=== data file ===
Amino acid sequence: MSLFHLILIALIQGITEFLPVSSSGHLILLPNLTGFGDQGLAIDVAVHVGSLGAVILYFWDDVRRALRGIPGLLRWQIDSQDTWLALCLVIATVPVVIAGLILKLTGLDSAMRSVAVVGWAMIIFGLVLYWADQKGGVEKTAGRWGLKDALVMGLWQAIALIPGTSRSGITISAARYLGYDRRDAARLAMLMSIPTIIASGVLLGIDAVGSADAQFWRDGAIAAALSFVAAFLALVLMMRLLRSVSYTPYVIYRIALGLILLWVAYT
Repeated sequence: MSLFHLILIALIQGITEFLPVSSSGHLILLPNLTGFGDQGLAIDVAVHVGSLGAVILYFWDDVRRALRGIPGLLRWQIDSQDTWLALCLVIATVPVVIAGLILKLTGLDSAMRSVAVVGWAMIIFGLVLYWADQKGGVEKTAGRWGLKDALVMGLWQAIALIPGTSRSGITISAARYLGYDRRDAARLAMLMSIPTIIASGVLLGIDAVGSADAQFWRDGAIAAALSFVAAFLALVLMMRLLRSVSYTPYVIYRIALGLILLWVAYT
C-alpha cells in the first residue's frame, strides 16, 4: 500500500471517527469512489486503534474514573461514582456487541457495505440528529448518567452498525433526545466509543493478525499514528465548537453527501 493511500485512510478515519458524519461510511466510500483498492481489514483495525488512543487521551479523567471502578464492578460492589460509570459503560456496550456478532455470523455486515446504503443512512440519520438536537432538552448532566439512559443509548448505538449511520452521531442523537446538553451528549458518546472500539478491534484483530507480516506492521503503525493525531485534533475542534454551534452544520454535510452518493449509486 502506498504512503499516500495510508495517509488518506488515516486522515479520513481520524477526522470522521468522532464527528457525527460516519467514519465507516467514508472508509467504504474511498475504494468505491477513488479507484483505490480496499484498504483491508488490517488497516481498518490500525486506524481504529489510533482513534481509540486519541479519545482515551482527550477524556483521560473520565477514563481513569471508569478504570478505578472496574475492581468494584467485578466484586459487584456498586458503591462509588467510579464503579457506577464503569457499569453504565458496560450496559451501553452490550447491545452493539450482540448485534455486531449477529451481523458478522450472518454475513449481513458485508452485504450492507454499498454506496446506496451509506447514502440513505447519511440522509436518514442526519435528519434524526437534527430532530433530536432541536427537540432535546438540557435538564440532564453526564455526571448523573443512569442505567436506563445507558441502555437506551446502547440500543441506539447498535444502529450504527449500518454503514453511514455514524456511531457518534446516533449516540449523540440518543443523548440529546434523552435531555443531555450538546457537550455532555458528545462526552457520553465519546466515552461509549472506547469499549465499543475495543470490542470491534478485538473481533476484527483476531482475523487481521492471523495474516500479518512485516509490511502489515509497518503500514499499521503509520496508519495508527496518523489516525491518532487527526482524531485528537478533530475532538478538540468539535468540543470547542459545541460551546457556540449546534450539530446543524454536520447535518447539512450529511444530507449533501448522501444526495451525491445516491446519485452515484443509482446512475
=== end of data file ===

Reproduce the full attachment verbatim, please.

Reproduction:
Amino acid sequence: MSLFHLILIALIQGITEFLPVSSSGHLILLPNLTGFGDQGLAIDVAVHVGSLGAVILYFWDDVRRALRGIPGLLRWQIDSQDTWLALCLVIATVPVVIAGLILKLTGLDSAMRSVAVVGWAMIIFGLVLYWADQKGGVEKTAGRWGLKDALVMGLWQAIALIPGTSRSGITISAARYLGYDRRDAARLAMLMSIPTIIASGVLLGIDAVGSADAQFWRDGAIAAALSFVAAFLALVLMMRLLRSVSYTPYVIYRIALGLILLWVAYT
Repeated sequence: MSLFHLILIALIQGITEFLPVSSSGHLILLPNLTGFGDQGLAIDVAVHVGSLGAVILYFWDDVRRALRGIPGLLRWQIDSQDTWLALCLVIATVPVVIAGLILKLTGLDSAMRSVAVVGWAMIIFGLVLYWADQKGGVEKTAGRWGLKDALVMGLWQAIALIPGTSRSGITISAARYLGYDRRDAARLAMLMSIPTIIASGVLLGIDAVGSADAQFWRDGAIAAALSFVAAFLALVLMMRLLRSVSYTPYVIYRIALGLILLWVAYT
C-alpha cells in the first residue's frame, strides 16, 4: 500500500471517527469512489486503534474514573461514582456487541457495505440528529448518567452498525433526545466509543493478525499514528465548537453527501 493511500485512510478515519458524519461510511466510500483498492481489514483495525488512543487521551479523567471502578464492578460492589460509570459503560456496550456478532455470523455486515446504503443512512440519520438536537432538552448532566439512559443509548448505538449511520452521531442523537446538553451528549458518546472500539478491534484483530507480516506492521503503525493525531485534533475542534454551534452544520454535510452518493449509486 502506498504512503499516500495510508495517509488518506488515516486522515479520513481520524477526522470522521468522532464527528457525527460516519467514519465507516467514508472508509467504504474511498475504494468505491477513488479507484483505490480496499484498504483491508488490517488497516481498518490500525486506524481504529489510533482513534481509540486519541479519545482515551482527550477524556483521560473520565477514563481513569471508569478504570478505578472496574475492581468494584467485578466484586459487584456498586458503591462509588467510579464503579457506577464503569457499569453504565458496560450496559451501553452490550447491545452493539450482540448485534455486531449477529451481523458478522450472518454475513449481513458485508452485504450492507454499498454506496446506496451509506447514502440513505447519511440522509436518514442526519435528519434524526437534527430532530433530536432541536427537540432535546438540557435538564440532564453526564455526571448523573443512569442505567436506563445507558441502555437506551446502547440500543441506539447498535444502529450504527449500518454503514453511514455514524456511531457518534446516533449516540449523540440518543443523548440529546434523552435531555443531555450538546457537550455532555458528545462526552457520553465519546466515552461509549472506547469499549465499543475495543470490542470491534478485538473481533476484527483476531482475523487481521492471523495474516500479518512485516509490511502489515509497518503500514499499521503509520496508519495508527496518523489516525491518532487527526482524531485528537478533530475532538478538540468539535468540543470547542459545541460551546457556540449546534450539530446543524454536520447535518447539512450529511444530507449533501448522501444526495451525491445516491446519485452515484443509482446512475